The progression disorders start from the neck to the shoulder and gradually proceed to the lower part of the body and finally to the legs. Due to the stiffness, body movements get restricted progressively because the illness affects the joints. The patient finds it difficult to open their mouth, which causes trouble in eating and speaking.

A second bone grows over the first, in a process known as heterotopic ossification. It is permanent, and surgical efforts to remove the bone can trigger immense growing bone due to the procedure’s invasiveness. People with this syndrome risk losing their mobility after a small accident or minor fall, as growth in bone is stimulated.

This syndrome currently has no treatment due to the condition’s rarity, which affects about one in two million people. Stoneman syndrome is affected rarely, and the symptoms can be diagnosed as cancer and fibrosis.

Alice in Wonderland syndrome

A British scientist first described this disorder in 1955. He gave it this name by way of the famous novel by Lewis Carroll because this illness resembles the vents experienced by Alice in the story.

Alice in Wonderland is the most major illness that has disturbing symptoms of altered body image. In this condition, patients find that they are confused about the size and shape of their body parts. The body parts usually mentioned are the hands and head; their growth seems more usual than shrinkage.

The second unusual symptom is the distortion of visual perception. The sufferer’s eyes are normal, but they see that object with the wrong shape or size or find the perspective incorrect. It can mean that people, buildings, or cars look smaller or bigger than they are, or the distance looks erroneous. For instance, a corridor may look to be very long, or the ground may appear too close.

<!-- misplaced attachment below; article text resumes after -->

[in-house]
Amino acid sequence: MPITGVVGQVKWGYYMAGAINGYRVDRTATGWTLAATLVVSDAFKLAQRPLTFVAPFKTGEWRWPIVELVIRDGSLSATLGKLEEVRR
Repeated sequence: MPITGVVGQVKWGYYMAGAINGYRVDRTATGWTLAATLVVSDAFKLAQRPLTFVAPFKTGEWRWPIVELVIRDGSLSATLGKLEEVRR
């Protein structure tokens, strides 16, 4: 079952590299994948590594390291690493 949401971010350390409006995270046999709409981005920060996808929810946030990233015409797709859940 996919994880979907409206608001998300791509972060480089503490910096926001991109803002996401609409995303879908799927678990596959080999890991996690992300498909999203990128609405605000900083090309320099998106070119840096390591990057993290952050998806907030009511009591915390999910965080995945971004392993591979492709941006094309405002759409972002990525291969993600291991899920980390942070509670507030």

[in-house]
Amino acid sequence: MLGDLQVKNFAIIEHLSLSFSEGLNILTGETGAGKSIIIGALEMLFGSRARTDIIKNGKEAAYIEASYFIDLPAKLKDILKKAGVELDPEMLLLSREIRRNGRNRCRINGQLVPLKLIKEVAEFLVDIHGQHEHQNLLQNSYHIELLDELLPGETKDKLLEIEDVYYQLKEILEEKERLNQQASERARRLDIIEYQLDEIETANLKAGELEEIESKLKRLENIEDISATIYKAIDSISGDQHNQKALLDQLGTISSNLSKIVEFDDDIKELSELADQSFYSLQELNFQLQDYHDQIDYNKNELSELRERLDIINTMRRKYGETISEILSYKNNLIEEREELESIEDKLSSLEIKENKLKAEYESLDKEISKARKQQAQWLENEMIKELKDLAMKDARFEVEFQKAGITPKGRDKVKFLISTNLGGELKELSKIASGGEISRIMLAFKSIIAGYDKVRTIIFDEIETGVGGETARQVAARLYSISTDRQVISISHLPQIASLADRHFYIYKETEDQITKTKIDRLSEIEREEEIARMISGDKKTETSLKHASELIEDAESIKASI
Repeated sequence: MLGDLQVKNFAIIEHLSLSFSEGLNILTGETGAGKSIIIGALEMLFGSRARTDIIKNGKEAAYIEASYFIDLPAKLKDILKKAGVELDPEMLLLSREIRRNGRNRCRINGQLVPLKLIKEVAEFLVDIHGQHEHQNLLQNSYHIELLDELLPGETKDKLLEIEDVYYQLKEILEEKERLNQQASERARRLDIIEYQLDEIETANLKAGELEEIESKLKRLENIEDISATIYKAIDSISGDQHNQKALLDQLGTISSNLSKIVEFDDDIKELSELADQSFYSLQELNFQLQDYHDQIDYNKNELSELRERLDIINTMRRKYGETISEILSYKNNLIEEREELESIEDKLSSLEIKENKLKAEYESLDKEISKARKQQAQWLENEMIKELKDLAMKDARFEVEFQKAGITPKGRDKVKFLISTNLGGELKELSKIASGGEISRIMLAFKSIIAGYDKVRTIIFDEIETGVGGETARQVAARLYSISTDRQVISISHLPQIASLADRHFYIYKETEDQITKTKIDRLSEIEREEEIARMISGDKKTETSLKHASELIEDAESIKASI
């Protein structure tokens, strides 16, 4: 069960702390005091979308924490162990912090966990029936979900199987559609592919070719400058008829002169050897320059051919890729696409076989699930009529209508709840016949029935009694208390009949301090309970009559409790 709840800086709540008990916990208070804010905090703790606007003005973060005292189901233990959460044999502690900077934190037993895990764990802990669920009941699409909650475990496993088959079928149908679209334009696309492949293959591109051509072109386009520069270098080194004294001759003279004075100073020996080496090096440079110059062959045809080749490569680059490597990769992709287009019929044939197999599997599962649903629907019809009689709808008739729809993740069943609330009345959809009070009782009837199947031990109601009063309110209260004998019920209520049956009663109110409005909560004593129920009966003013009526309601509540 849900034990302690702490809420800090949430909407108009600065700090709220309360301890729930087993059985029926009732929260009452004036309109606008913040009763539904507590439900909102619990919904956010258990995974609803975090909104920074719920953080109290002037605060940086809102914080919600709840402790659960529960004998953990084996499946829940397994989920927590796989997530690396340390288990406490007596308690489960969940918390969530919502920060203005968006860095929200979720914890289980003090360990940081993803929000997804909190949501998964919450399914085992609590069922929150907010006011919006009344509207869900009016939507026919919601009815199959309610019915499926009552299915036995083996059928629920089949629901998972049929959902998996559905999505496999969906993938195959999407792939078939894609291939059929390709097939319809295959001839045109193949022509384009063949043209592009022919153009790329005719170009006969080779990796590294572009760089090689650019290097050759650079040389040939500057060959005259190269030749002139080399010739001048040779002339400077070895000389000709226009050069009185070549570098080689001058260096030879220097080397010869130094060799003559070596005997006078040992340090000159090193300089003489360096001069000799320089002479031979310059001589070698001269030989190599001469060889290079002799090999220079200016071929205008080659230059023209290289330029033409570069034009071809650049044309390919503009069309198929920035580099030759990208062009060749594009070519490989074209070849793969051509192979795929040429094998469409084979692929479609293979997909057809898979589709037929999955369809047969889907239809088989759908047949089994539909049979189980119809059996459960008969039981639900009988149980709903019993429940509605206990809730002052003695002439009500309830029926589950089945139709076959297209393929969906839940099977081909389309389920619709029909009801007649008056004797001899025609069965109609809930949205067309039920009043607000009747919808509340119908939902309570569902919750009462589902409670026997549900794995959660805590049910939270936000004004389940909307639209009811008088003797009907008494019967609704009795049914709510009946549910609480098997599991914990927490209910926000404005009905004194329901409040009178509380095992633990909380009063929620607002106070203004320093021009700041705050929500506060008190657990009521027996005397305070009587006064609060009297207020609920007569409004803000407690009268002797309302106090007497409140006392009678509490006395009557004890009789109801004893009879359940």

Some other symptoms include distorted time perception, touch perception, or distorted sound perception. There is still no cure for AIWS, but there are treatments for possible causes.

Alkaptonuria

Alkaptonuria is, also known as black urine disease, is a rare inherited disorder. It prevents your body from entirely breaking down two protein-building blocks called tyrosine and phenylalanine. It then results in the building up of chemicals called homogentisate acid in the body.

This rare condition causes urine and body parts to dark color and leads to other severe problems over time. Amino acids usually break down in a chemical reaction, but in this illness, a substance produced along the way, homegentisic acid, could not break down any further. It is because the enzyme that usually breaks it down does not function properly.

It can build in almost every area of the body, including the tendons, bones, nails, heart, and cartilage. It stains the tissue dark and causes several problems.

How can patients get involved in FDA’s work on rare diseases?

The Patient Affairs Staff of FDA partnered with the National Organization for rare disorders to host rare disease patient listening sessions. Here, patients can share their experience with a disease or condition by talking directly with the staff of the FDA.

The FDA recommends that patients with rare illnesses contact their staff with any questions about the treatments of their conditions and how they can participate in the FDA process.